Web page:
Gabriel Trullinger – Emigrated 1848

Written by Bethany Nemec on . Posted in Pioneer Families

Gabriel Trullinger was the eldest of ten children born to Daniel Trullinger, a German emigrant, and Elizabeth Johnson Trullinger, the niece of future president Andrew Johnson. They were married on April 27, 1823, and Gabriel was born on February 20, 1824. The youngest Trullinger child, Sarah, was born in 1843. Five years later, on April 6, 1848, the Trullinger clan set out for Oregon with three ox-drawn wagons. Their journey was happily uneventful, with no tragedies striking the children or parents. The family arrived safely in Oregon City on September 14, 1848.

Daniel Trullinger took out a land claim at Fernwood, a few miles above the future site of Union Mills. The family soon heard about the gold strike at Sutter’s Mill, and in the spring of 1849, Gabriel, John, and their father Daniel headed for the gold fields. Like many other Oregonians, the Trullingers got a head start on the California Gold Rush, arriving months ahead of the ’49ers coming from back east. Daniel was pushing 50 at that point, and he soon decided that he was too old for life in the gold fields. Gabriel and John, however, remained in California until 1850. They didn’t strike it rich, but they worked hard and didn’t squander their wealth in the boom towns. When they returned to Oregon, both Gabriel and John had made a small fortune, something like $15-20,000 apiece.

Flush with California gold, Gabriel was an eminently eligible bachelor, and he married Sarah E. Glover on August 3, 1851. Sarah was an Oregon Trail emigrant of 1849, and like Gabriel she came west with her parents and siblings. She met Gabriel in 1850, after his father sold the claim at Fernwood and moved to Milwaukie. The women and children of the Glover family were staying in the Milwaukie area while the men were building the family a house in Eagle Creek.

At that time, Milwaukie was the head of navigation for ocean-going ships on the Willamette River. The first steamboats — the primary means of transporting people and cargo in the Willamette Valley and lower Columbia River until the coming of the railroads — in Oregon were being built in Milwaukie. Gabriel and John formed a partnership to purchase a warehouse and build a dock on the riverfront. They were quite successful, but being brothers, they were not shy about quarreling when they didn’t see eye-to-eye. They sold the business in 1852, and John moved to the Tigard area to build a sawmill.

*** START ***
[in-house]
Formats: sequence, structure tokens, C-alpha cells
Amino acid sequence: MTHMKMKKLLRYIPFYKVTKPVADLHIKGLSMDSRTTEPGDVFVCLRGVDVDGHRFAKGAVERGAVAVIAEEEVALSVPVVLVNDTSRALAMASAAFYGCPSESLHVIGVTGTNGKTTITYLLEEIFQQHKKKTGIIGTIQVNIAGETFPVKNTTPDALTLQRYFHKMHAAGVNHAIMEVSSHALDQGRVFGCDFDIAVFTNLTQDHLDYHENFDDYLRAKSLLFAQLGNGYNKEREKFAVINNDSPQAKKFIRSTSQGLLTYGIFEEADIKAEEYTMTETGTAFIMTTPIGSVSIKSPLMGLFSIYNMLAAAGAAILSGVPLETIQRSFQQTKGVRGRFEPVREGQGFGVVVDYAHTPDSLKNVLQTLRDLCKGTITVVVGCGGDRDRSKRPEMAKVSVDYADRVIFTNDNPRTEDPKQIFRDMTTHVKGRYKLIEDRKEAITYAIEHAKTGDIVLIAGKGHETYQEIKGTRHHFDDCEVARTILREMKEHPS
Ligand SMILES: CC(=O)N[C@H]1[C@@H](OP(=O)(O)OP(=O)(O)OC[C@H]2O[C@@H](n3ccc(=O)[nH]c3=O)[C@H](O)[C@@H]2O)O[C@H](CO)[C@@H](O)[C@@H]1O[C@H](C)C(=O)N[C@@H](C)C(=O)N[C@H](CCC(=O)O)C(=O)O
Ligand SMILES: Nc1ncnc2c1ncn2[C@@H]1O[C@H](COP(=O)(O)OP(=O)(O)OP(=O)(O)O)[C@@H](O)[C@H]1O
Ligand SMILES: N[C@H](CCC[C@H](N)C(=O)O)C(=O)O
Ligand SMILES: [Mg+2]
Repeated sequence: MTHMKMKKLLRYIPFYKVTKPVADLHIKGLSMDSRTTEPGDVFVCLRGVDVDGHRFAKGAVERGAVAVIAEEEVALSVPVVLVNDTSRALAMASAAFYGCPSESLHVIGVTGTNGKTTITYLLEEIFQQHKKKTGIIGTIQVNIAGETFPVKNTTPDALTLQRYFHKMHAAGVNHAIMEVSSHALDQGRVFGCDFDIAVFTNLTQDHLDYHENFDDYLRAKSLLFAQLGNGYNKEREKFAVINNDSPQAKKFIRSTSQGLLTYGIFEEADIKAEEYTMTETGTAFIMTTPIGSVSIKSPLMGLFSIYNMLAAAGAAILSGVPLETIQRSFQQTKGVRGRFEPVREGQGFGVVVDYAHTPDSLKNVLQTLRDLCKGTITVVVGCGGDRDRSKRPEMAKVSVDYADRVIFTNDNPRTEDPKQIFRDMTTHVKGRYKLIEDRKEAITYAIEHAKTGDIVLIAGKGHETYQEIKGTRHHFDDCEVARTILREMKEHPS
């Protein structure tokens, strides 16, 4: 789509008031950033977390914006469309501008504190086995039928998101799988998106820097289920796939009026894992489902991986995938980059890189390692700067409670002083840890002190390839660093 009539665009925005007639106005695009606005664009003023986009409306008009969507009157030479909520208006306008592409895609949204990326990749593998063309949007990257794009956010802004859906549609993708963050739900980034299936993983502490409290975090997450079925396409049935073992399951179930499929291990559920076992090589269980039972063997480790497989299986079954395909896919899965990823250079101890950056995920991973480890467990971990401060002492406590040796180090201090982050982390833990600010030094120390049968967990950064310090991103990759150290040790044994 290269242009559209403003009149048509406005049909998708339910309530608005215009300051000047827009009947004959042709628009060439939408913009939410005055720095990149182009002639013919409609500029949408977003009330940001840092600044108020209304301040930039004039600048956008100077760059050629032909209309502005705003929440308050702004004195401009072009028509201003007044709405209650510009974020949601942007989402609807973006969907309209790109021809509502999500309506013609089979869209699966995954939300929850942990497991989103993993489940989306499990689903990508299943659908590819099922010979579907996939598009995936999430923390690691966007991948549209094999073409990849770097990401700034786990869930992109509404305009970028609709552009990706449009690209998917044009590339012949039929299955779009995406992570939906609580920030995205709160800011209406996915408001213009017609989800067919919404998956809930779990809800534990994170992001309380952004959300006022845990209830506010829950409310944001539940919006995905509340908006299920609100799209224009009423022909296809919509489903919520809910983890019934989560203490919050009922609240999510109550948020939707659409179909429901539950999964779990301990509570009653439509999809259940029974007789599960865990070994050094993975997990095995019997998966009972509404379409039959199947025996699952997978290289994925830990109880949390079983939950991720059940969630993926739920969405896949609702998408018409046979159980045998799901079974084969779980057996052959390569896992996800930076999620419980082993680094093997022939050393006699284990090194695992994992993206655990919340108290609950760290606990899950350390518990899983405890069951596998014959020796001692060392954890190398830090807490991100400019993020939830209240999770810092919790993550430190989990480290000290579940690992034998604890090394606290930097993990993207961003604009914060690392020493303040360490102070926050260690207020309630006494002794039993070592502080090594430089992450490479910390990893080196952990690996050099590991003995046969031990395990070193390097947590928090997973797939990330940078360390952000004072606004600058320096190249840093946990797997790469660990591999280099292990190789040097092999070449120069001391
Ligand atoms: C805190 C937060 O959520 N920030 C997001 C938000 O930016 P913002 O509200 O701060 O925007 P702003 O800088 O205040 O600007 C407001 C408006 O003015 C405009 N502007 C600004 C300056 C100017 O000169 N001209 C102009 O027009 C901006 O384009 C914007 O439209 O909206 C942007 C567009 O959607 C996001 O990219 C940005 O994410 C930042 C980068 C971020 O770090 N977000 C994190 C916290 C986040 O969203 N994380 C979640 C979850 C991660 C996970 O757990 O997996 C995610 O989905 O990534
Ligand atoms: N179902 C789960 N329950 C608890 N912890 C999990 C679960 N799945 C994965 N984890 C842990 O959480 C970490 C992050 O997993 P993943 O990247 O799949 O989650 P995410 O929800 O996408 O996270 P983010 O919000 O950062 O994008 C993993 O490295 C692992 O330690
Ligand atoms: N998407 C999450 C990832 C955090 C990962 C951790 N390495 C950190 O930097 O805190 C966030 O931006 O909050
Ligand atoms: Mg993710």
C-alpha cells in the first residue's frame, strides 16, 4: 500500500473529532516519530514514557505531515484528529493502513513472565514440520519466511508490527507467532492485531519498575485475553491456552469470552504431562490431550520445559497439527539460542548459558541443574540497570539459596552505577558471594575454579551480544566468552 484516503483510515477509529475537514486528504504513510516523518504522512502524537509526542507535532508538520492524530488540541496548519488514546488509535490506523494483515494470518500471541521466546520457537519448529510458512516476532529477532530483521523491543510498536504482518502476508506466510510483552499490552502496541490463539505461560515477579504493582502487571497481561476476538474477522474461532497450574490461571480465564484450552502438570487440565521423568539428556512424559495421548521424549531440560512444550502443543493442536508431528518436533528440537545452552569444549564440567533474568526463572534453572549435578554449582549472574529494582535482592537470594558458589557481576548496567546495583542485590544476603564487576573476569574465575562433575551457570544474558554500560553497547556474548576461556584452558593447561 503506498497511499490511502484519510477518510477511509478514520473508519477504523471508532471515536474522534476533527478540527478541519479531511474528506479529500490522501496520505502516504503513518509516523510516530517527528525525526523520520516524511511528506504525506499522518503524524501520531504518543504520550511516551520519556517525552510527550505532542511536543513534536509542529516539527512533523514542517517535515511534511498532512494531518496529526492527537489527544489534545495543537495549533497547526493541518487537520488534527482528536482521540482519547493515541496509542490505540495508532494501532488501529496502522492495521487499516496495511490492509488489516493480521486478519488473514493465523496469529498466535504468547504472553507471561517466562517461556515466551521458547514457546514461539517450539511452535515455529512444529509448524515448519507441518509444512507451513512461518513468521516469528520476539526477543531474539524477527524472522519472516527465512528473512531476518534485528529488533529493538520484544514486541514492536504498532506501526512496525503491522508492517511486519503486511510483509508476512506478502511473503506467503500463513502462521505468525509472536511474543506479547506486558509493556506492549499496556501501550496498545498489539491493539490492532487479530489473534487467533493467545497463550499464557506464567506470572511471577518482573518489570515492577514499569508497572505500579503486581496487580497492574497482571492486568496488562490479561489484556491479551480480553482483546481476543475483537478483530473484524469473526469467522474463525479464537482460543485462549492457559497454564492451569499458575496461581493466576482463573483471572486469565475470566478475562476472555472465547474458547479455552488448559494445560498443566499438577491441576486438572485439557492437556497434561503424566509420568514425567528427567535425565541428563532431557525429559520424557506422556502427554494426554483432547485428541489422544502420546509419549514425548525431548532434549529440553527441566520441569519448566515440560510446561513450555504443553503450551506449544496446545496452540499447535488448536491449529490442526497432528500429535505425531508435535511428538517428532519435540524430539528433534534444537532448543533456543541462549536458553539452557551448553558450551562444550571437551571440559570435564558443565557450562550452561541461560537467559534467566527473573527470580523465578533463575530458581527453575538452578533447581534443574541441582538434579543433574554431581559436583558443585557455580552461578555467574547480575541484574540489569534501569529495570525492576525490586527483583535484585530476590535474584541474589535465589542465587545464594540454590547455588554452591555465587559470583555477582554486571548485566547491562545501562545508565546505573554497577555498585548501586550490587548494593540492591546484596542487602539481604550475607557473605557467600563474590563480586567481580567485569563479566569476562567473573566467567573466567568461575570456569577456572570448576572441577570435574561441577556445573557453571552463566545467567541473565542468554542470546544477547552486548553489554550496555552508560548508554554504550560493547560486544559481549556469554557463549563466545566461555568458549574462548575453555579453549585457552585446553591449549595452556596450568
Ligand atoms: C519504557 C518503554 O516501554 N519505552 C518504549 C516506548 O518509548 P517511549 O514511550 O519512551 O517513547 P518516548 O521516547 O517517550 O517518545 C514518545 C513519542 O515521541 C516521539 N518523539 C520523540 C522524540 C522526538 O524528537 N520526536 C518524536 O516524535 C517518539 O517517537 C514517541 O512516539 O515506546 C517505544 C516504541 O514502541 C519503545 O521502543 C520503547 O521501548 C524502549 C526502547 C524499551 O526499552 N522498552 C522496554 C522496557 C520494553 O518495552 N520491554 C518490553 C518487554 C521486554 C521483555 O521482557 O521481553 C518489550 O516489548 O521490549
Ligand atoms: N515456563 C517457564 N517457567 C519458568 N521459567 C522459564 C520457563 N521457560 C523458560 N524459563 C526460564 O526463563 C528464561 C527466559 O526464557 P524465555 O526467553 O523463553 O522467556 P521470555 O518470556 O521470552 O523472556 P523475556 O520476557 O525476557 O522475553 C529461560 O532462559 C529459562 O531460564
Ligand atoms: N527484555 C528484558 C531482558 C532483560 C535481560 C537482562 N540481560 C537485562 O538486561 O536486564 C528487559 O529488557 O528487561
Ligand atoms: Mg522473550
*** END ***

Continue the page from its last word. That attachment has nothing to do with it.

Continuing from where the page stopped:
On July 22, 1852, Gabriel and his bride moved to their new 640-acre Donation Land Claim on Milk Creek just a few miles from the family’s original homestead at Fernwood.

Trullinger3In 1854, Gabriel began building a sawmill on his land. Once the mill pond and race had been established, Gabriel continued to expand his business operations by building additional mills to take advantage of the available water power. Sawmill operations were expanded in 1858 or ’59 with the addition of planing machinery, then the only such milling machine in Oregon, purchased from John McLoughlin.

In 1867-68, Gabriel built a grist (flour) mill, and later a textile mill for carding wool. The ongoing development around the mill pond attracted other settlers and businesses, and a small town began growing around the mills. The mill complex was known as the Union Mills, and the town eventually took the name, as well. Gabriel Trullinger proved to be a capable businessman, keeping Union Mills going through the bad times and using his profits from the good years to expand his land holdings in the forests that fed his sawmill. He acquired over 2400 acres in the surrounding hills during his lifetime and served as Clackamas County Commissioner in the early 1870s.

Trullinger4The operations at Union Mills are still going to the present day, and they are still in the hands of direct descendants of Gabriel Trullinger. The first to inherit the reins was Gabriel’s son, Delazon L. Trullinger. In classic pioneer fashion, Del worked his way up in the family business. As pictured here, logging in the Nineteenth Century was often done with draft animals in addition to steam power.

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